Find the answer to your Linux question:
Results 1 to 4 of 4
This is kinda... continuing the old subject killing it-so everyone can see!I am thankful for console commands-useful!But lets say i have a fullscreen app-frozen, not responding!Or something that has gone ...
Enjoy an ad free experience by logging in. Not a member yet? Register.
  1. #1
    Just Joined!
    Join Date
    Jul 2003
    Posts
    7

    stopping


    This is kinda... continuing the old subject killing it-so everyone can see!I am thankful for console commands-useful!But lets say i have a fullscreen app-frozen, not responding!Or something that has gone to a crawl-i used ctrl alt backspace-it garbles screen and blocks PC(mandrake 9.1!)-reboot(the hard way!).In windoze(hate to mention) i had some ctrl alt del-task manager instantly appeared-i could select and kill the task(in theory, on older windoze it still froze most of the time)-i am wondering if there is something like this in linux-maybe a keyboard combination-withoust console-that would safely kill the task so i can continue-or atlest how to get to console in this situation?

    Thanks a lot

  2. #2
    Just Joined!
    Join Date
    Mar 2003
    Location
    UK
    Posts
    82
    depending on what the app is, you can often hit ctrl^C to end the proccess. That should sort it out.

    On the other hand, chances are that if a full screen app has crashed your window manager might have crashed aswell. In which case ctrl + alt + backspace or ctrl + alt + del (which would rebboot the whole machine) is your only option.

    Also, although this doesn't usualy work, you can try hitting Alt+F5/6/7/8 to spawn another X Session. You should be able to kill the other one once your in.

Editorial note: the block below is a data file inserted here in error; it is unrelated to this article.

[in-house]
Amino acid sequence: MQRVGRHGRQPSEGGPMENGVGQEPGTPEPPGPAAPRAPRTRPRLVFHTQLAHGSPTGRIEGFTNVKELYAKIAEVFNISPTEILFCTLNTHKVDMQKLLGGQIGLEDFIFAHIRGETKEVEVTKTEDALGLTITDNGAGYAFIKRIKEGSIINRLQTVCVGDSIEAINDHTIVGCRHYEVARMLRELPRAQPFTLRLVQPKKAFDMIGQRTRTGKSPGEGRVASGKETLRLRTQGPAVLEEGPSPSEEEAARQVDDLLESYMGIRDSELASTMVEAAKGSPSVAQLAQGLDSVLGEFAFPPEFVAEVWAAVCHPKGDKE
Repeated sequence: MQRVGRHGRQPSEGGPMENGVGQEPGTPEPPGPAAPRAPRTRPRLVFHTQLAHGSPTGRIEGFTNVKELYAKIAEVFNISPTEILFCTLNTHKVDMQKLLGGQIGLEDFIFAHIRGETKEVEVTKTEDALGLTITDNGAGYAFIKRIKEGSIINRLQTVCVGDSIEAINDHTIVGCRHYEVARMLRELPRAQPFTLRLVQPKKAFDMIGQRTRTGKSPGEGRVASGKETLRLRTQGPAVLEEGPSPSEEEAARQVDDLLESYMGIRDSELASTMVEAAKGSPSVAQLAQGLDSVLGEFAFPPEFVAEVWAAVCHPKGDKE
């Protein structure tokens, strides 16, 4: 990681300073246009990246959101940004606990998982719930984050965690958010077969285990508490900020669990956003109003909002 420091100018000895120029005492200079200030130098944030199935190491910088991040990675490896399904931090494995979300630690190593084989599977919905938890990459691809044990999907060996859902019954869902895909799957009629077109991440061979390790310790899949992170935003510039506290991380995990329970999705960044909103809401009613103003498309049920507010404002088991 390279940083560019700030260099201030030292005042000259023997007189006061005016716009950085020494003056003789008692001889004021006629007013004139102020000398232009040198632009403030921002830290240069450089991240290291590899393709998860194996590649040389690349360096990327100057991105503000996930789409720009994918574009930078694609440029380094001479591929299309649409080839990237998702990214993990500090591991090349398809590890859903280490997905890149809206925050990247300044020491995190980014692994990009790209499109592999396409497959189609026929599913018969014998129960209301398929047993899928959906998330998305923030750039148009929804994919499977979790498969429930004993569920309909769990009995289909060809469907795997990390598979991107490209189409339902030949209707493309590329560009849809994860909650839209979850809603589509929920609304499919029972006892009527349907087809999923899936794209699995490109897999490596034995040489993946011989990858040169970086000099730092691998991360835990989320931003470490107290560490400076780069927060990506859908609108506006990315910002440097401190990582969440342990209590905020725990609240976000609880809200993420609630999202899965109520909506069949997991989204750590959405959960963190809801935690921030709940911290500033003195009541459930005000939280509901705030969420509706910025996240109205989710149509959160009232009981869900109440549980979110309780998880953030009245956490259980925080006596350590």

Remember, if all else fails, press both hands onto your keyboard and move them about abit untill something happens. Used to be how i'd start to figure out what keys were configured as for games on the ZX spectrum

    good luck

  3. #3
    Linux Engineer Nerderello's Avatar
    Join Date
    Apr 2003
    Location
    North East England
    Posts
    1,190
    or, press Ctrl Alt F1 (for a text screen) logon as root, enter 'ps -alx', see if you can see the offending process, then enter 'kill -9 nnnn' where 'nnnn' is the process number (in about column three from the left). Then jump back to your X session by pressing Ctrl Alt F7.

    Or, you could use Dreamer's alternative solution, which I must admit that I used to use with my ZX81.

    have fun

    Nerderello

  4. #4
    Linux Guru sarumont's Avatar
    Join Date
    Apr 2003
    Location
    /dev/urandom
    Posts
    3,682
    You can also use the top command to view and kill the processes.
    "Time is an illusion. Lunchtime, doubly so."
    ~Douglas Adams, The Hitchhiker's Guide to the Galaxy

Posting Permissions

  • You may not post new threads
  • You may not post replies
  • You may not post attachments
  • You may not edit your posts
  •